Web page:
Note that Brassinosteroids;

  • Promote cell expansion,
  • Stimulate shoot elongation,
  • Retard leaf drop
  • Stimulate xylem development
  • Promote stress responses

7. Strigolactones

  • It is synthesized at the root tips.
  • Regulate branching of roots and stems;
  • Promote formation of arbuscular mycorrhizae
  • Promote leaf senescence in response to phosphate deficiency

8. Jasmonates

  • It is produced in roots, seeds, and probably other tissues

It functioned;

  • In defense responses,
  • Promote transcription of genes encoding protease inhibitors
  • Possible role in plant responses to nutrient deficiencies

9. Salicylic acid

10. Systemin

In summary;

  • Hormones and environmental stimuli  alter the behaviour of  target cells, which have receptors to which signal molecules can bind.

By means of a response pathway that transduces the hormone signal, a signal can induce changes in the cell’s shape or internal structure or influence its metabolism or the transport of substances across the plasma membrane.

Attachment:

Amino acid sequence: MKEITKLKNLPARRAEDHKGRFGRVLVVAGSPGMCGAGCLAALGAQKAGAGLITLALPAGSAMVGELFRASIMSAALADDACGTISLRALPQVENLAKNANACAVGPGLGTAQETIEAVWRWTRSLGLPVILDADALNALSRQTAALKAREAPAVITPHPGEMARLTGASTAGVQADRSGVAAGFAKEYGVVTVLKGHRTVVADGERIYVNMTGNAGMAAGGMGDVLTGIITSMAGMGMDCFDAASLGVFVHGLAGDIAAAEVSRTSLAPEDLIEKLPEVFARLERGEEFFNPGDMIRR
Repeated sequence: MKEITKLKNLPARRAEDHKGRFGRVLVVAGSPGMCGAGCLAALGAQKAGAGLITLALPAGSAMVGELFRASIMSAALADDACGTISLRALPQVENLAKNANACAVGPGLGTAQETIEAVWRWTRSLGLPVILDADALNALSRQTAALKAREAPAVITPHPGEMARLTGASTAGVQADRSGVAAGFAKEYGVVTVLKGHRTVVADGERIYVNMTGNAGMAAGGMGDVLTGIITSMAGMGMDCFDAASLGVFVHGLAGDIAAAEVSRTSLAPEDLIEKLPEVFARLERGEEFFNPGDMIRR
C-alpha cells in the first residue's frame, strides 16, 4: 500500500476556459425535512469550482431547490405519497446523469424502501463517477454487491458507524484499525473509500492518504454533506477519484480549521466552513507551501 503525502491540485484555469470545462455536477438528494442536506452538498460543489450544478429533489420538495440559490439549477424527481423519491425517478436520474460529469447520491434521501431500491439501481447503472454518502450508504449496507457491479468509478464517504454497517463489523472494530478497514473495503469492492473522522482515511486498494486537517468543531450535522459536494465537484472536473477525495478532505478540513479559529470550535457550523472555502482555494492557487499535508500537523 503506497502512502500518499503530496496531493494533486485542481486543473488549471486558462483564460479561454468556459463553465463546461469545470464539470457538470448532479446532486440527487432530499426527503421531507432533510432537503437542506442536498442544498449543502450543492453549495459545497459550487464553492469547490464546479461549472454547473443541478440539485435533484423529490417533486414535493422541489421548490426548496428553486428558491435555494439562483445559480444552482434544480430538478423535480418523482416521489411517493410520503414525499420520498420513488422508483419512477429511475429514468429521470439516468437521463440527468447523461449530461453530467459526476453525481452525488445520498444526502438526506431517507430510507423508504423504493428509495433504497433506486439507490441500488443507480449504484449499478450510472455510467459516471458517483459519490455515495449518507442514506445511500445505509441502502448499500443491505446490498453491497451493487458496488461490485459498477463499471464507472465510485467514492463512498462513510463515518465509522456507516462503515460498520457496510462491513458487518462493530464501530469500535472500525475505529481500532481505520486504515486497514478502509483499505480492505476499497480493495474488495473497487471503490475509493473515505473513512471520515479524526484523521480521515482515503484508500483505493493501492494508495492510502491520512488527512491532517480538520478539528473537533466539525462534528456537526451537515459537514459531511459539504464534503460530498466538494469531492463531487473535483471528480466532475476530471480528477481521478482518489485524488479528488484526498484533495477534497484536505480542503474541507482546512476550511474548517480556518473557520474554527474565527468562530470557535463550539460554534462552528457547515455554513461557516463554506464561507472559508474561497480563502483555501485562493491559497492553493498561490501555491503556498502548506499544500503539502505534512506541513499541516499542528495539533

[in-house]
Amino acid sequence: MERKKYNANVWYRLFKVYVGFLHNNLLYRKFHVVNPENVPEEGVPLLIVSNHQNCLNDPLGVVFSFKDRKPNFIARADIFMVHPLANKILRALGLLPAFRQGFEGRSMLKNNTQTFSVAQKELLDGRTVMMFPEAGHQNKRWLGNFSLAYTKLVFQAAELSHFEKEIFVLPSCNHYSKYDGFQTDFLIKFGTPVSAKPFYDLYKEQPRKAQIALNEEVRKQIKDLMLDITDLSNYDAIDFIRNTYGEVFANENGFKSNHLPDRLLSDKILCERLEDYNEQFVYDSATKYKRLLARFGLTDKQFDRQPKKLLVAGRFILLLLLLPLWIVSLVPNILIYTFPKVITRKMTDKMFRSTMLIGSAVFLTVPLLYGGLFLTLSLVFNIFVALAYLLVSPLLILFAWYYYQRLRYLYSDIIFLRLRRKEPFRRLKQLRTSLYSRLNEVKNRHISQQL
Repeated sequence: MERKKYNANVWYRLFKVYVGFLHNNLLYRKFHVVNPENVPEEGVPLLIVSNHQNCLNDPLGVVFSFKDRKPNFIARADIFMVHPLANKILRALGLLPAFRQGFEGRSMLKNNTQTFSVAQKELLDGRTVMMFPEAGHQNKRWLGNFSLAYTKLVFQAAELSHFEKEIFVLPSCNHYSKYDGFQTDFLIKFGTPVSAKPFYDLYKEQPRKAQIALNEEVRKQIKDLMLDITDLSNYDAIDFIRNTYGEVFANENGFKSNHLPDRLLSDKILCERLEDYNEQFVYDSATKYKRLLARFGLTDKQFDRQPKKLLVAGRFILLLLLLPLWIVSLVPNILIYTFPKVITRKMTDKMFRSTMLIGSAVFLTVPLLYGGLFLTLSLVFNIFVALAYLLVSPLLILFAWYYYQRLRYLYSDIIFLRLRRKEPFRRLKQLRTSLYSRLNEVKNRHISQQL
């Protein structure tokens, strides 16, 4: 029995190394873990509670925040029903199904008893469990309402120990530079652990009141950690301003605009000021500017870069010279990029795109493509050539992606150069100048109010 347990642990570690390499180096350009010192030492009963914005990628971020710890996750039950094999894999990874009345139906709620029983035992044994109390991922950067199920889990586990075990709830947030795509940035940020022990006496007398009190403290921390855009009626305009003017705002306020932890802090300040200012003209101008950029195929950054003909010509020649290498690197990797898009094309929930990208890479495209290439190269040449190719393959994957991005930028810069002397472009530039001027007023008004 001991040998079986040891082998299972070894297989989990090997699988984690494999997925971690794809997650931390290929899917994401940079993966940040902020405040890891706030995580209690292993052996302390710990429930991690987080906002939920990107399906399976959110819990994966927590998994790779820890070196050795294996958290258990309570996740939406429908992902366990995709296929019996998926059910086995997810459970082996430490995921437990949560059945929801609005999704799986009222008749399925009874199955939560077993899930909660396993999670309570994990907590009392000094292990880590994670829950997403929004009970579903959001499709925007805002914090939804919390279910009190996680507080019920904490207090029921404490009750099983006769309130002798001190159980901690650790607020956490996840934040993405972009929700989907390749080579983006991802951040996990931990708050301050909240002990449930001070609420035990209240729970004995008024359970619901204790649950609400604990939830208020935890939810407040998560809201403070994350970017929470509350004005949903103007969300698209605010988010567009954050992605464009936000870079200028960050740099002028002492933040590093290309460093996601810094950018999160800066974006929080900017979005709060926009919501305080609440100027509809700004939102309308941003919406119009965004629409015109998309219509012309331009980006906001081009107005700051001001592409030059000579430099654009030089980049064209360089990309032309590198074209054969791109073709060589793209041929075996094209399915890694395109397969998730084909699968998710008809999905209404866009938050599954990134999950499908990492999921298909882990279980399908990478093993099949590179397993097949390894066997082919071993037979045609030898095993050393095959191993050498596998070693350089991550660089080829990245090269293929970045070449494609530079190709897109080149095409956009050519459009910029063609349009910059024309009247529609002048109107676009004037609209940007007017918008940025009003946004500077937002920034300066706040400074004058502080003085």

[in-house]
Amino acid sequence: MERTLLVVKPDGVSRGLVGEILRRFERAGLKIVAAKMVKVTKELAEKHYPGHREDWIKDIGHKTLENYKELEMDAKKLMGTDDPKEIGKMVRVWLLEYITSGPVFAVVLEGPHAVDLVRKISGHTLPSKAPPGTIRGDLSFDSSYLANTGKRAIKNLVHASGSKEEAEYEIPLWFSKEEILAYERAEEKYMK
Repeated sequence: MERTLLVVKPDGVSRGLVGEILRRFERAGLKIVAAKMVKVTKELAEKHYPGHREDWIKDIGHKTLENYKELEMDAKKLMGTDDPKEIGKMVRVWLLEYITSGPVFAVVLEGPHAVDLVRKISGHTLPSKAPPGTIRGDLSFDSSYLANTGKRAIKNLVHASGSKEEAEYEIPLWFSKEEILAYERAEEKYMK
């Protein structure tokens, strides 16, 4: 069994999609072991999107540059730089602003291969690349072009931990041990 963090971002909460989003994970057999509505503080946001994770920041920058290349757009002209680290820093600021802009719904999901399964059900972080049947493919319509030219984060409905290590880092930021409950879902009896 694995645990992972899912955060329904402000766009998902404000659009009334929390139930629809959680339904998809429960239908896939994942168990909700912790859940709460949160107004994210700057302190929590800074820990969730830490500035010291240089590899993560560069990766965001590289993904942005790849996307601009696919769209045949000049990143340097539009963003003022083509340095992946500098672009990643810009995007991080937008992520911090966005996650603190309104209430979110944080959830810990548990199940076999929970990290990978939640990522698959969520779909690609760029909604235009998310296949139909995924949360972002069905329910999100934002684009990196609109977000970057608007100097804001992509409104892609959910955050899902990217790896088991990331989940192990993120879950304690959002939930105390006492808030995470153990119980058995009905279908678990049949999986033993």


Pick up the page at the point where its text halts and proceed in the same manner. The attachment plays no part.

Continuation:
Some plant hormones and growth factors may bind to receptors at the target cell’s plasma membrane, changing the receptor’s shape.

This binding often triggers the release of internal second messengers that diffuse through the cytoplasm and provide a chemical signal that alters gene expression.

  • Second messengers usually act by way of a reaction sequence that amplifies the cell’s response to a signal.

The sequence activates a series of proteins, including G proteins and enzymes that stimulate the synthesis of second messengers (such as IP3) that bind ion channels on the endoplasmic reticulum.

Binding releases calcium ions, which enter the cytoplasm and activate protein kinases, enzymes that activate specific proteins that produce the cell response.

  • At least eight classes of hormones govern flowering plant development, including germination, growth, flowering, fruit set, and senescence.
  • Auxins, mainly IAA, promote the elongation of       cells in the coleoptile and stem and govern apical dominance, among other effects.
  • Cytokinins stimulate cell division, promote leaf expansion, and retard leaf senescence.
  • Strigolactones exuded from roots promote the development of arbuscular mycorrhizae. Those transported in xylem sap regulate lateral branching in shoots and roots
  • Gibberellins promote stem elongation and help seeds and buds break dormancy.
  • Ethylene promotes the triple response in seedlings, senescence, and fruit ripening, and abscission.
  • Brassinosteroids stimulate cell division and elongation.
  • Abscisic acid (ABA) promotes stomatal closure (including in response to drought stress) and may trigger seed and bud dormancy.
  • Jasmonates help regulate growth and have essential roles in defense.